Bitcoin, Trustless Environments And How They Work
Man has always had the need for trust in business and personal relationships. From trusting banks to keep your money safe, to lawyers to have your back and defend you, to business partners coming through on their own end of the agreement. It is a key part of traditional business processes and practices.
Unfortunately, there are far too many examples of incidents where trust has been broken and the trusting parties have been badly affected by the actions of the entities they trusted.
From parties that have been duped by their business partners to financial misappropriation by financial and government institutions, there are too many examples and scenarios to cite.
Which begs the question: what if there was no need to trust anyone or entity to do their job and keep their end of the deal? What if you could do all your business transactions on a platform without the need to trust anyone or anything?
What if you could completely eliminate third parties like banks and insurance companies and still be in control of your monies and insurance policies for instance? Would that be something you would be interested in?
We ask these question because cryptocurrencies, particularly bitcoin, are setting out to do just that: create a trustless platform where you can do business with ease of mind and guaranteed fulfilment.
Bitcoin’s trustless platform and technology is powered by a combination of cryptography, Proof of Work consensus, peer to peer networks and merkle chains, all of which result in an independently verified decentralized distributed ledger whose transparent process completely eliminates the need for trust in transactions.
This, among many other things, is what has made bitcoin such a disruptive and popular cryptocurrency with tech that still has incredible potential for growth and massive adoption. So, how is bitcoin able to do this? Through something known as a distributed trustless consensus.
What Is Bitcoin’s Distributed Trustless Consensus?
Traditional financial transactions are often handled by a central authority and a few other third parties. This is in a bid to check and verify amounts sent, received, ensure there’s no double billing or spending among so many other things.
This system relies on that central authority to do so. As a result, transactions can be monitored, while users lose their privacy. This often requires bank users to trust the system and hope they do their best to keep their money safe.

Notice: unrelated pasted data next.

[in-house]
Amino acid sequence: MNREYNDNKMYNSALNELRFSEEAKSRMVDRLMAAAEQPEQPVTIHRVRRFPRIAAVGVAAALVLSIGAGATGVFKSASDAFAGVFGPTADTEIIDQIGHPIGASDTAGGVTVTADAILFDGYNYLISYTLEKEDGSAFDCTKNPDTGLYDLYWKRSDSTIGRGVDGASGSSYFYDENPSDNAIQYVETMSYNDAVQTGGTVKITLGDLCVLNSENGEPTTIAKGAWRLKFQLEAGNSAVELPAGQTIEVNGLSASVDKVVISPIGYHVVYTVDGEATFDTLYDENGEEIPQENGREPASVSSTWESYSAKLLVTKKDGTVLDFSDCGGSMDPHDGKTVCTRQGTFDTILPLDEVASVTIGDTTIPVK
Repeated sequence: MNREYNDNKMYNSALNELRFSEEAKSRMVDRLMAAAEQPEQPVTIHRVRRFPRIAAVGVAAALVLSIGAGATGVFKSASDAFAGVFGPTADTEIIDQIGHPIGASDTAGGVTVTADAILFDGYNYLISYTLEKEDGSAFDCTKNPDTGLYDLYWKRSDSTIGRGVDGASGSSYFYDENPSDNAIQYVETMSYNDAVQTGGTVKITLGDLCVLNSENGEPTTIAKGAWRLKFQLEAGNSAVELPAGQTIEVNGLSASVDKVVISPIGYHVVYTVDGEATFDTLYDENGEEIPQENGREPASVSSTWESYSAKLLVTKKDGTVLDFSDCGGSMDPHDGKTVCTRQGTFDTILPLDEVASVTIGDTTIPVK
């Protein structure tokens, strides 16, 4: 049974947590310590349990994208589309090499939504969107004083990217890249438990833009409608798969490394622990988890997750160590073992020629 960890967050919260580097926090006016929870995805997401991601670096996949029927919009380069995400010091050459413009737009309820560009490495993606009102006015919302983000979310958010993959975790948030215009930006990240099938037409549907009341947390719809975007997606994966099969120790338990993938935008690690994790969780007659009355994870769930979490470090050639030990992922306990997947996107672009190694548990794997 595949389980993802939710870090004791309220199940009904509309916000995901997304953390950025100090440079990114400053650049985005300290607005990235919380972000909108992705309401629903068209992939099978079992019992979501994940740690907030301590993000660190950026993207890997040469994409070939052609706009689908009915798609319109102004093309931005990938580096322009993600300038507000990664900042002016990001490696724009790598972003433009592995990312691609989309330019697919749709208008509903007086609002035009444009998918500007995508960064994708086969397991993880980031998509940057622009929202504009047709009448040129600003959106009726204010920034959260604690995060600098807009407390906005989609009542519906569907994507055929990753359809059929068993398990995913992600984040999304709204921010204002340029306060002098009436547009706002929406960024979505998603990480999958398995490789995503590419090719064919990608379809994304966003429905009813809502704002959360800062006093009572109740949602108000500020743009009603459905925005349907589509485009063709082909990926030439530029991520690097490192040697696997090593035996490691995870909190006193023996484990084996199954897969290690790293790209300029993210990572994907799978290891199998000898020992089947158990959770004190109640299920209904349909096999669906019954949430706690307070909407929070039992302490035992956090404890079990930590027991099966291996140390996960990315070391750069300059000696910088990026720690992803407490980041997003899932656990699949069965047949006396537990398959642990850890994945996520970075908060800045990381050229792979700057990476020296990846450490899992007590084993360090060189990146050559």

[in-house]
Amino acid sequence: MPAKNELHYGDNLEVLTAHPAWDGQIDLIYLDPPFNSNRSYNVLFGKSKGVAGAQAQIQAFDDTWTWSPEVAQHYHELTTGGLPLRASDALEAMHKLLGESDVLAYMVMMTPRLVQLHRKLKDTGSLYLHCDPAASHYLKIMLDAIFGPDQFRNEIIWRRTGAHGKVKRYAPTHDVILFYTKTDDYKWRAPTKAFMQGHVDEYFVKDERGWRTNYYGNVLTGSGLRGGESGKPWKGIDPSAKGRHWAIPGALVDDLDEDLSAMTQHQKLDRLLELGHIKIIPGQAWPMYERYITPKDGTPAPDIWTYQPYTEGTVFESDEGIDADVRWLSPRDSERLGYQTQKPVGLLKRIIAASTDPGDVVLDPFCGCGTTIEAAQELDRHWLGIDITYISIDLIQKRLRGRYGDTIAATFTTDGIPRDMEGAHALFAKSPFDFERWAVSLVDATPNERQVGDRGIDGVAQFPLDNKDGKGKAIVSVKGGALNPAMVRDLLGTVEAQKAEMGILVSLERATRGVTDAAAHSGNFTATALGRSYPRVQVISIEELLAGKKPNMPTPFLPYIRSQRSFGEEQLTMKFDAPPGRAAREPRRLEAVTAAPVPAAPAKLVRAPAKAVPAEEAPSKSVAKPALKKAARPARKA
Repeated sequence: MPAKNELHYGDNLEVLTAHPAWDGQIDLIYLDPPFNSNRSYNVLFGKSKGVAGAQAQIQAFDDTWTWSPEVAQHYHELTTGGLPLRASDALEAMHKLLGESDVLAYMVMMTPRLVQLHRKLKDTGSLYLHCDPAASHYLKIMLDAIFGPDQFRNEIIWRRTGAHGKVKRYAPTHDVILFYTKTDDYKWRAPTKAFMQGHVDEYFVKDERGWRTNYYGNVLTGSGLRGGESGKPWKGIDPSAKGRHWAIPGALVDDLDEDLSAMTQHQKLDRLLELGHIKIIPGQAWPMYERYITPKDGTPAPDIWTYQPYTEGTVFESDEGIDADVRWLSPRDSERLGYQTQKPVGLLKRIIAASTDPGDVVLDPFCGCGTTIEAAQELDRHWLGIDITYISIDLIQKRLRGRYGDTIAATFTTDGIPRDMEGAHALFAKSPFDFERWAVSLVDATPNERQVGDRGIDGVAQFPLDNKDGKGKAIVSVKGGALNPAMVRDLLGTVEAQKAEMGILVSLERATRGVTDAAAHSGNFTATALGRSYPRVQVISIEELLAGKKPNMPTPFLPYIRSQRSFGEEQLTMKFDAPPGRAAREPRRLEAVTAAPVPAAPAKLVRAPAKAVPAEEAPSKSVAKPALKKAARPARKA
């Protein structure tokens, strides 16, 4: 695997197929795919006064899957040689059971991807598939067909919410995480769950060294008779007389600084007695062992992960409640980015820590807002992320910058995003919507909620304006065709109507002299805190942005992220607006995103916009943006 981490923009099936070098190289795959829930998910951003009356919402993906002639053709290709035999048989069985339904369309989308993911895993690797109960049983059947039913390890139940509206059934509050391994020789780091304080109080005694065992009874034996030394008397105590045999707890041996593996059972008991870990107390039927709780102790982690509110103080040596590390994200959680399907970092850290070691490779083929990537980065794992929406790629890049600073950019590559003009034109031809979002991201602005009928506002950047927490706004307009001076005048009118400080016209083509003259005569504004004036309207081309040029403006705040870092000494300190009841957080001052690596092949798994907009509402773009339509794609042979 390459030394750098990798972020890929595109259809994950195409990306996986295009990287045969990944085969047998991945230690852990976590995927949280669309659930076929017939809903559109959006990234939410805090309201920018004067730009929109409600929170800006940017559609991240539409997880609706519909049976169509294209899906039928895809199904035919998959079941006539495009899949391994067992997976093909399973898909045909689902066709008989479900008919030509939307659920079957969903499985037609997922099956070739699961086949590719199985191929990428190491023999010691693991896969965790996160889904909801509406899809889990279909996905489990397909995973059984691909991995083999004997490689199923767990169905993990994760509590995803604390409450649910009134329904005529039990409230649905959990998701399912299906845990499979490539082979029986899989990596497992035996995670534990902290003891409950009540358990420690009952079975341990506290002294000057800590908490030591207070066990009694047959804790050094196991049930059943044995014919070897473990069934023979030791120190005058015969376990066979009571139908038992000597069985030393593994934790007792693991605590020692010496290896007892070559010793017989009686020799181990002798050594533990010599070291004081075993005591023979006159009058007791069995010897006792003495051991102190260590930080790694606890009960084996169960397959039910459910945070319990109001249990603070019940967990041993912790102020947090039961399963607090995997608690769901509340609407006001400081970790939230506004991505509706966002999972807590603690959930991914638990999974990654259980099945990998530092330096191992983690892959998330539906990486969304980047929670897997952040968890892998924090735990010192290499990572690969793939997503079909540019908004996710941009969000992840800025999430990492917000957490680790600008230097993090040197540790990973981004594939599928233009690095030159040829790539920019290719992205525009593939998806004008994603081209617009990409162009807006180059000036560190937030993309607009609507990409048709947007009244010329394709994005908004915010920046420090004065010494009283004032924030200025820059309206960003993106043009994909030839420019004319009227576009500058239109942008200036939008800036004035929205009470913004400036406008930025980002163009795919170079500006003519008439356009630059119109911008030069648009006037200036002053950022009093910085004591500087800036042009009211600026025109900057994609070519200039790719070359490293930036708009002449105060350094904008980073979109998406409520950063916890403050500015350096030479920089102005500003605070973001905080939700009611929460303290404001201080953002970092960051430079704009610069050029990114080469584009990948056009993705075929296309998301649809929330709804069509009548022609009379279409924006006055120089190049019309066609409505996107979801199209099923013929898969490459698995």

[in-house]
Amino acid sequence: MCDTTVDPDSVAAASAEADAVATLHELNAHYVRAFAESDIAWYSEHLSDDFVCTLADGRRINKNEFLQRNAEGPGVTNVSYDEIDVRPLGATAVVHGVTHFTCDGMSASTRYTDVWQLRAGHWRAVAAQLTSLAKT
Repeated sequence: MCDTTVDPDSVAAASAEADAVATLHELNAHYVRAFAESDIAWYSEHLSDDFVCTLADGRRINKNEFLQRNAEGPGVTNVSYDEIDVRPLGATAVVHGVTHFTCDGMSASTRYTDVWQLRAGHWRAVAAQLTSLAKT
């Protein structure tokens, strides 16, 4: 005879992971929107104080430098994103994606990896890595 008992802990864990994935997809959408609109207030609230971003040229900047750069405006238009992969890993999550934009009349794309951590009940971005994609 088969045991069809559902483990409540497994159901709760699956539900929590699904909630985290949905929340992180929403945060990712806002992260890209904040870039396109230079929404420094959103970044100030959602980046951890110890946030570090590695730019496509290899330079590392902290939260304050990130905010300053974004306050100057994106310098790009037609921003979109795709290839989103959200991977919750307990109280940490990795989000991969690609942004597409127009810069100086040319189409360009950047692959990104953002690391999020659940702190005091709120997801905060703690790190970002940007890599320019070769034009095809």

Bitcoin’s distributed ledger on the other hand, provides a means through which there’s no central authority –it’s decentralized-, customer details are private, transactions are recorded on a distributed ledger system that’s powered by a secure p2p network, and verified on the network through a specific set of rules incorporated into the algorithm. This completely eliminates the need for trust, making it a trustless system.
Proving and verifying transactions often involves the use of a highly complex consensus mechanism known as Proof-of-Work (PoW).
This consensus is determined by the number of honest nodes that come together in agreement to determine the validity of a transaction (it actually sounds more complex than it is).
It does this by examining cryptographic signatures and verifying transactions through a computational model that miners often have to solve. The higher the number of correctly solved problems relating to the transaction, the better the result and approval rate of the transaction.
Trustless systems are excellent for the reduction of fraudulent practices that’s rife in the traditional financial sector.
Difference Between Proof-of-Work And Other Consensus
Bitcoin’s PoW is currently considered the best proven and safe consensus among cryptocurrencies. The other consensus that comes close is the Proof-of-Stake which is currently unproven, even if it sounds laudable.
Many cryptocurrencies boast of a trustless system, yet they really aren’t trustless because they lack a solid consensus. Many of these use permissioned systems which are quite different from a trustless system, as they aren’t mined and are often centralized.
So, even though they look like trustless systems, they aren’t. Truly trustless platforms are made so because of their consensus mechanisms, nodes participation, and mining. Without these three elements, you cannot have a trustless system.
Conclusion On Blockchains
In the final analysis, trustless systems as great as they are, may be a lot for many people to take right now. The majority of people are entrenched in their trust based ways of doing business, and will probably continue to do so for a while, before the trustless system kicks in.
Bitcoin’s trustless system is bound to be world changing and will truly disrupt the financial sector as well as change the way the world does business, once its adoption becomes popular.